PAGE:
Legal Career Paths: From Practicing Securities Litigation to Empowering Student Athletes was originally published on Firsthand.
Joyce Anderson is the Co-Founder and COO of Honest Game. Previously, she was an associate at Sidley Austin LLP in Chicago, and currently she serves as President of the Board for Girls Play Sports NFP. Joyce holds a B.A. from Columbia University where she was a two-time Captain on the Women's Tennis Team, and earned her J.D. from the University of Wisconsin Law School.
Vault spoke with Joyce about her career path from BigLaw litigator to student athlete advisor to Co-Founder and COO of Honest Game—as well as her advice for fellow lawyers-turned-entrepreneurs.
Vault: Why did you initially decide to go to law school?
Joyce: I remember looking back at my fifth-grade autobiography, and it said in there I wanted to be a lawyer—so my interest began at a young age. I think a lot of it had to do the fact that I liked rules. I was very much about fairness, so even as a child, I wanted to be involved with something where I could have stability and have that comfort of people following the rules.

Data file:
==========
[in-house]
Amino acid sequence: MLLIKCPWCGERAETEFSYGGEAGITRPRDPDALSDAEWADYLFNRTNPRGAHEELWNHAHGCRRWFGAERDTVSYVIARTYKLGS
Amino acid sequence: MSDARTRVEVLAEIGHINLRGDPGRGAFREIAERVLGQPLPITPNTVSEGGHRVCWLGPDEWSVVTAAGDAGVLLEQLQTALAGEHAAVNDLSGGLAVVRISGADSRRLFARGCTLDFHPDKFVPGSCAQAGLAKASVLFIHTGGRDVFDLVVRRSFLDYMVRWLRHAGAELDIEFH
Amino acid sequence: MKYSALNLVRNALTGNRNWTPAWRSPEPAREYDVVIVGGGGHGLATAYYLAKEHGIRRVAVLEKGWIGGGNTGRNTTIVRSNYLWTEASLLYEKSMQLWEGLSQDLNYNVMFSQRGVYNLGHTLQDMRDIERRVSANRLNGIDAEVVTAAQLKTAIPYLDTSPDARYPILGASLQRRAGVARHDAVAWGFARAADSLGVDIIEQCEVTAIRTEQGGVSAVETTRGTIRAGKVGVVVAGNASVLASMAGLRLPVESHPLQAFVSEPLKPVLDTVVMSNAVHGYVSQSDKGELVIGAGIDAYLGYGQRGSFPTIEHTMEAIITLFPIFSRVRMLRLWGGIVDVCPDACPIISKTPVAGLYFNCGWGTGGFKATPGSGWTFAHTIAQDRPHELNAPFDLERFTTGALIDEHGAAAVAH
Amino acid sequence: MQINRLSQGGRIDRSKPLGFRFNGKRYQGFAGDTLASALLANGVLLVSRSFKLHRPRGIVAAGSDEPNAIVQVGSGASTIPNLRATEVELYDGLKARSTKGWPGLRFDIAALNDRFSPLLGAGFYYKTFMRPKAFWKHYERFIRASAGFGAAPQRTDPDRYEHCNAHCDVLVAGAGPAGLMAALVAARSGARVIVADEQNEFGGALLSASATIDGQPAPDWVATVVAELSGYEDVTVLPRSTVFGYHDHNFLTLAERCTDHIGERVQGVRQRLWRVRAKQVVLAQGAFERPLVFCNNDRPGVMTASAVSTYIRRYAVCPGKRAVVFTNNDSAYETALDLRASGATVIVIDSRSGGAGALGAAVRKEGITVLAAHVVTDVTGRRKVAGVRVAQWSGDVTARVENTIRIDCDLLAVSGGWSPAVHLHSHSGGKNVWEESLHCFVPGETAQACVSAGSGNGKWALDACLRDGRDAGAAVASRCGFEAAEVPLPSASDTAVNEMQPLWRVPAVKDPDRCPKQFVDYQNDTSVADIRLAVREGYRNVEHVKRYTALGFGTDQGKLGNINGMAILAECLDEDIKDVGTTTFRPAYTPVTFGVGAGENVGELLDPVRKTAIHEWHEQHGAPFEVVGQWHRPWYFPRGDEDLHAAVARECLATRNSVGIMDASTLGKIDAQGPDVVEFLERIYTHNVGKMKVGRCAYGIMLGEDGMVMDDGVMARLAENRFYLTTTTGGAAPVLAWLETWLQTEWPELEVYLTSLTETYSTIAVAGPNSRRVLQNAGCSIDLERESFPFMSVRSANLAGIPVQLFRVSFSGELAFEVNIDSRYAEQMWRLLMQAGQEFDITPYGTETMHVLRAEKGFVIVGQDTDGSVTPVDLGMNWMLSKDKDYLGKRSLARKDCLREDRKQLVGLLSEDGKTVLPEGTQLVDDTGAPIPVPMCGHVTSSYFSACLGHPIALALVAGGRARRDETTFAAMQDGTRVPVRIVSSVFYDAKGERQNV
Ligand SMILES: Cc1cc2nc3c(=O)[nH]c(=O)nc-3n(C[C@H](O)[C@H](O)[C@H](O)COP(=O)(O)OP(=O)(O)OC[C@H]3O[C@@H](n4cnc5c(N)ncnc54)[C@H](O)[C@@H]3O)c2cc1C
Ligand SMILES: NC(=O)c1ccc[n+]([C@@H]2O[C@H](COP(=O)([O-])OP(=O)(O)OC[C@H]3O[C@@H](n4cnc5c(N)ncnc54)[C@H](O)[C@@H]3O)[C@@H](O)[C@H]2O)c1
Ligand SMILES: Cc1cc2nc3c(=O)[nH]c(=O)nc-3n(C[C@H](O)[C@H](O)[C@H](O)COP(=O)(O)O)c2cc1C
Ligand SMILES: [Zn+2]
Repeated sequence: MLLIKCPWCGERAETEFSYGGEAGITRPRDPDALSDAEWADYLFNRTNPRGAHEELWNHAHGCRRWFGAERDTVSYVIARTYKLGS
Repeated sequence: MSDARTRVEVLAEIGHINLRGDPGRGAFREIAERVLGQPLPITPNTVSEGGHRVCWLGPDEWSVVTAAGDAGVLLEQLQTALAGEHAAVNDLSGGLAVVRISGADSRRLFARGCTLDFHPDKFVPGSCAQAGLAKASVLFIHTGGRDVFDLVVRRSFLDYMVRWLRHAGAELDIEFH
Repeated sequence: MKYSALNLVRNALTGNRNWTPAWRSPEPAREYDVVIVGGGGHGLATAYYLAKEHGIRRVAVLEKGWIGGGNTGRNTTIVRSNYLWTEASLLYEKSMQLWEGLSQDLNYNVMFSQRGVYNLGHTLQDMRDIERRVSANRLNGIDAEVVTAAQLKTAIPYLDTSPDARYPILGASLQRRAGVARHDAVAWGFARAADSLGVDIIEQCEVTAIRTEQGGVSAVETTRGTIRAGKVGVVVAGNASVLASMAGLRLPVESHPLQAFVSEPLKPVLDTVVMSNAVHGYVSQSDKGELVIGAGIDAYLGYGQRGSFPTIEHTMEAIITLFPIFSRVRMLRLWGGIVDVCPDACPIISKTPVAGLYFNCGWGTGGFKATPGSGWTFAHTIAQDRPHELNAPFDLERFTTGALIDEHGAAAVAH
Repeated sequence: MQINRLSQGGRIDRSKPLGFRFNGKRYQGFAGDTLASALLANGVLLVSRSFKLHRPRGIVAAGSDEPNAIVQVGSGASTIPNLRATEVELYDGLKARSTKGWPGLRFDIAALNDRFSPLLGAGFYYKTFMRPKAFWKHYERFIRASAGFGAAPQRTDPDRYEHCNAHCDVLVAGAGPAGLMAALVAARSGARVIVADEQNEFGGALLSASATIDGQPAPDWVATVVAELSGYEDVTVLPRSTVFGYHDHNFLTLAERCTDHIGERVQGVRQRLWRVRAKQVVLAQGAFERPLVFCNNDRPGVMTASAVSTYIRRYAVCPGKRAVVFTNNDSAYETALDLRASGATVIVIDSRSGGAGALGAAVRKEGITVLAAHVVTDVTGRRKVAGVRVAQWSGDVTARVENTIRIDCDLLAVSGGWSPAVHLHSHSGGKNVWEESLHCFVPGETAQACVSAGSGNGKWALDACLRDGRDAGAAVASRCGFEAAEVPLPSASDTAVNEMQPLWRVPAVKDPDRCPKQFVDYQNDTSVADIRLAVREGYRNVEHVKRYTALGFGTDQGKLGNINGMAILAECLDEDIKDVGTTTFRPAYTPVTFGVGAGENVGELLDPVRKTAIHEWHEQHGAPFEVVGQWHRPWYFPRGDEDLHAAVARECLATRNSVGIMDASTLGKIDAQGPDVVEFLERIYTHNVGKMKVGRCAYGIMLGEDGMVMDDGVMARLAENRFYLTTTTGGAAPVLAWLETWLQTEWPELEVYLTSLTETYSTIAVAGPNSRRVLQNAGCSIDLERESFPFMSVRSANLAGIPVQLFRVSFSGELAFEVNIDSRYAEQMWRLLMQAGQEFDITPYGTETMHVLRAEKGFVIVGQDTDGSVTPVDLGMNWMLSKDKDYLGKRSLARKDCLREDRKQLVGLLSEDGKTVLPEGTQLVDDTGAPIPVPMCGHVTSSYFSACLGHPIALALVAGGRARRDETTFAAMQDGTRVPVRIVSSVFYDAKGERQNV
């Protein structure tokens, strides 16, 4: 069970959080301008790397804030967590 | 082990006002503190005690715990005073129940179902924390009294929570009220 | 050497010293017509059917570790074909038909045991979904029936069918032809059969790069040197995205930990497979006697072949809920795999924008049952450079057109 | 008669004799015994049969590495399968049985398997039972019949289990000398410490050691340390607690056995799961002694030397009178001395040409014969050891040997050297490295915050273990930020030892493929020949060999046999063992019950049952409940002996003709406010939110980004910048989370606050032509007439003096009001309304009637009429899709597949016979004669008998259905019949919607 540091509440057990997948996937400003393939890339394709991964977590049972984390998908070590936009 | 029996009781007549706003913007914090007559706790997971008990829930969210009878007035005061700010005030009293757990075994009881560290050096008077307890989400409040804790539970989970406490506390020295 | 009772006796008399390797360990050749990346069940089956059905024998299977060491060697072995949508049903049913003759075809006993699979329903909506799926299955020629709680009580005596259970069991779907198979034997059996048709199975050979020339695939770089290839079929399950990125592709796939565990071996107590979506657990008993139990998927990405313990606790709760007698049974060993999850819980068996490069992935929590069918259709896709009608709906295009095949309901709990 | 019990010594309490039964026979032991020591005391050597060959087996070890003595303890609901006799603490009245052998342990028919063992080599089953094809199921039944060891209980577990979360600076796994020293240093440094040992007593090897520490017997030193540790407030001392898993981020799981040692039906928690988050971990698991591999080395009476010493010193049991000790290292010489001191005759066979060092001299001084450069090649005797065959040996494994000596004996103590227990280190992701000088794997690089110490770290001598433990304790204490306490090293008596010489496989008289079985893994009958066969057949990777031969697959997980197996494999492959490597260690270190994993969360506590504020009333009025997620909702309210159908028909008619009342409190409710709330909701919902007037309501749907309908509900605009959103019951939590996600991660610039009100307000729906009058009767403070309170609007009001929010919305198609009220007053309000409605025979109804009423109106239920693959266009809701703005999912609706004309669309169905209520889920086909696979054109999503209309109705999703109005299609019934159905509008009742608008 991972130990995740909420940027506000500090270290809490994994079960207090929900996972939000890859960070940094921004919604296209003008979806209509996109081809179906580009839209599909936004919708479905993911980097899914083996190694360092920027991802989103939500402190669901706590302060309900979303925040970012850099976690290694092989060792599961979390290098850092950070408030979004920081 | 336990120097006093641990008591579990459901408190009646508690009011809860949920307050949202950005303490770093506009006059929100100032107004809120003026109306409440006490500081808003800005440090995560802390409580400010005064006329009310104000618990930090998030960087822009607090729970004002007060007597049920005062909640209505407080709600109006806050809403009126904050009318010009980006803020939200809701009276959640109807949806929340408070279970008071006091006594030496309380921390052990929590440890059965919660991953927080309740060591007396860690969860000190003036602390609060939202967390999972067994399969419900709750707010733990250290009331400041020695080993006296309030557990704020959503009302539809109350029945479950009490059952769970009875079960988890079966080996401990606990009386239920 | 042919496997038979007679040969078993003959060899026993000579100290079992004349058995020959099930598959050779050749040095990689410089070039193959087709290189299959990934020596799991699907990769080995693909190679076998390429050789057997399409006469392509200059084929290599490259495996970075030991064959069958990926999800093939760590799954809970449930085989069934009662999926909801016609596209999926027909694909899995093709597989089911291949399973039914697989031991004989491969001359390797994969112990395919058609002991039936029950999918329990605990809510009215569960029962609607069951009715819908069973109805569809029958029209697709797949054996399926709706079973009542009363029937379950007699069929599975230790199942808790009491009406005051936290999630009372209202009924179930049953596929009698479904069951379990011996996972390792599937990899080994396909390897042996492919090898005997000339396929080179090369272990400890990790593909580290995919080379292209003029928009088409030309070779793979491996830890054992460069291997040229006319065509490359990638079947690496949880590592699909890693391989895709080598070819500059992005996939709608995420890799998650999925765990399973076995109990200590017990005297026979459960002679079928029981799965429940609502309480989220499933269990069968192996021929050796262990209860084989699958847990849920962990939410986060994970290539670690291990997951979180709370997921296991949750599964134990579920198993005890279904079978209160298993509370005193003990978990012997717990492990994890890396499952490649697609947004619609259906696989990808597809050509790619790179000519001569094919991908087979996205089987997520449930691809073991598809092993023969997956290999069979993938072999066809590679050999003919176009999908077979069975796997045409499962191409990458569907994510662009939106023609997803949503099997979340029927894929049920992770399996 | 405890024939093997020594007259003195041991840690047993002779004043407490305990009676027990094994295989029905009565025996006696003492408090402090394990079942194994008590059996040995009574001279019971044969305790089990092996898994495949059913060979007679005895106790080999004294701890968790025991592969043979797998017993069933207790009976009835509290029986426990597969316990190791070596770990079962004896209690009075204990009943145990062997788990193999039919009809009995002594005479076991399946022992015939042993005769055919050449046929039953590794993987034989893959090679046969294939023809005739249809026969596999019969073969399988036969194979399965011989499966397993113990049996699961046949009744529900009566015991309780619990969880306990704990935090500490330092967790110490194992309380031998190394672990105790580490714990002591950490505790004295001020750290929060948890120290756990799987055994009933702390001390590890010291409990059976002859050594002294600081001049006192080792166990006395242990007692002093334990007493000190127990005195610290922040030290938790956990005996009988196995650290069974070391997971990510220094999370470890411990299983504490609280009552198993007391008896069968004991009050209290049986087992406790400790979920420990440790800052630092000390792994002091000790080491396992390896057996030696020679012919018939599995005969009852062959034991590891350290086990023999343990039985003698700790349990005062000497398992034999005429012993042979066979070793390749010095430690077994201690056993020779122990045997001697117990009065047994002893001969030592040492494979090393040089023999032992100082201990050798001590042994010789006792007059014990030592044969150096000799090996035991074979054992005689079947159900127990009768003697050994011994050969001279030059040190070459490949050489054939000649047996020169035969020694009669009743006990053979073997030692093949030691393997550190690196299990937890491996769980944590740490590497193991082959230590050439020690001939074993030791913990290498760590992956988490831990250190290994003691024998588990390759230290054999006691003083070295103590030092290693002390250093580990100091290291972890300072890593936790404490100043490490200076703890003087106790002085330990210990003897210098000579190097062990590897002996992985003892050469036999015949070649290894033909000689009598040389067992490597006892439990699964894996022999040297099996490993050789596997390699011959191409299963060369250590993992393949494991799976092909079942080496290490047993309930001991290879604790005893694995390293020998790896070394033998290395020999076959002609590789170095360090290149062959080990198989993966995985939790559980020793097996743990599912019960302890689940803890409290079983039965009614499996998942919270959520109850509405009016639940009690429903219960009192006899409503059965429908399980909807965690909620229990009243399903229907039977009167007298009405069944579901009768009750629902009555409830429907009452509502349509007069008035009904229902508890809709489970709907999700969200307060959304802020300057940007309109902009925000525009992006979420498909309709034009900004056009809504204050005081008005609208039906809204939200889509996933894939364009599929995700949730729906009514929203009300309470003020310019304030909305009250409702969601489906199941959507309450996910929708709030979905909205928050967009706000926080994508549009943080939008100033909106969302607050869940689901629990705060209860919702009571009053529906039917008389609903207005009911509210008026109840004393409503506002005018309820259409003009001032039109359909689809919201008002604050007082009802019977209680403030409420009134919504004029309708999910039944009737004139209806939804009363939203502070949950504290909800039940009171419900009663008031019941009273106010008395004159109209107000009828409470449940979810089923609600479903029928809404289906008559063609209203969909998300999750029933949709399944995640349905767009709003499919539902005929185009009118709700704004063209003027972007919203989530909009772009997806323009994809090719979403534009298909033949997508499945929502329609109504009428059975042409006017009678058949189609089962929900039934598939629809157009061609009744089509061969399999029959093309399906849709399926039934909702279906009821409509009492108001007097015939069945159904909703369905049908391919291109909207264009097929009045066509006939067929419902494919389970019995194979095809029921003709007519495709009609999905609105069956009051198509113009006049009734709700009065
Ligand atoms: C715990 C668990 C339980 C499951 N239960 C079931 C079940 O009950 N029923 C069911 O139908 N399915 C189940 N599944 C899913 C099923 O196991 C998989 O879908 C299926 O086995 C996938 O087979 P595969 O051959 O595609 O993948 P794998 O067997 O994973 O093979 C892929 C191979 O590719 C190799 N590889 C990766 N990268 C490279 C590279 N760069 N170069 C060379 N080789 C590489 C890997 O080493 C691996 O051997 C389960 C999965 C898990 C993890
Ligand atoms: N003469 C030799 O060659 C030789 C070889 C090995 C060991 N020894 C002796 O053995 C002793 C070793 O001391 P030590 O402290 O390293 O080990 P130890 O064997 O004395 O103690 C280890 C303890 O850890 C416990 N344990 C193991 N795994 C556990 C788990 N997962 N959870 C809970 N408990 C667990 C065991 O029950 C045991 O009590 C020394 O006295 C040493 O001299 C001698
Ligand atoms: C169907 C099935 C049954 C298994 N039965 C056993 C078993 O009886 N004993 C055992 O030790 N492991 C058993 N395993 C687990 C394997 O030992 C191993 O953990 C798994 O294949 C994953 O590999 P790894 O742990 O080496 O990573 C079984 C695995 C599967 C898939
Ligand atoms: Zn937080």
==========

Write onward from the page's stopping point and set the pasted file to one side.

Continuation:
Vault: Can you share your path from law school to where you are today?
Joyce: After law school, I worked at Sidley and practiced securities litigation. When I had my first child, I pivoted and applied for a head tennis coaching job at the local high school. (I had played competitive tennis at both the high school and collegiate level.) Coaching was never something I thought I would do, but it was flexible, and I got to work with kids. Over time, I started working on a program at the school focused on equity; it was about building scaffolding for students of color who were learning in the advanced placement classes. We created study groups and mentorship opportunities where the older students could advise the younger students on how to excel in the AP curriculum.
Then, about eight years ago, the Athletic Director asked me to advise students on college recruiting and academics. I got to work with all different types of students, from those who were homeless to those with two parent households who held advanced degrees. I realized a lot of our students faced similar issues when it came to academics for college sports. During this time, I also was working on fundraising and strategic planning for a nonprofit called Girls Play Sports, which focuses on providing leadership skills to young girls through participation in sports using a model where high school girls counsel the younger girls.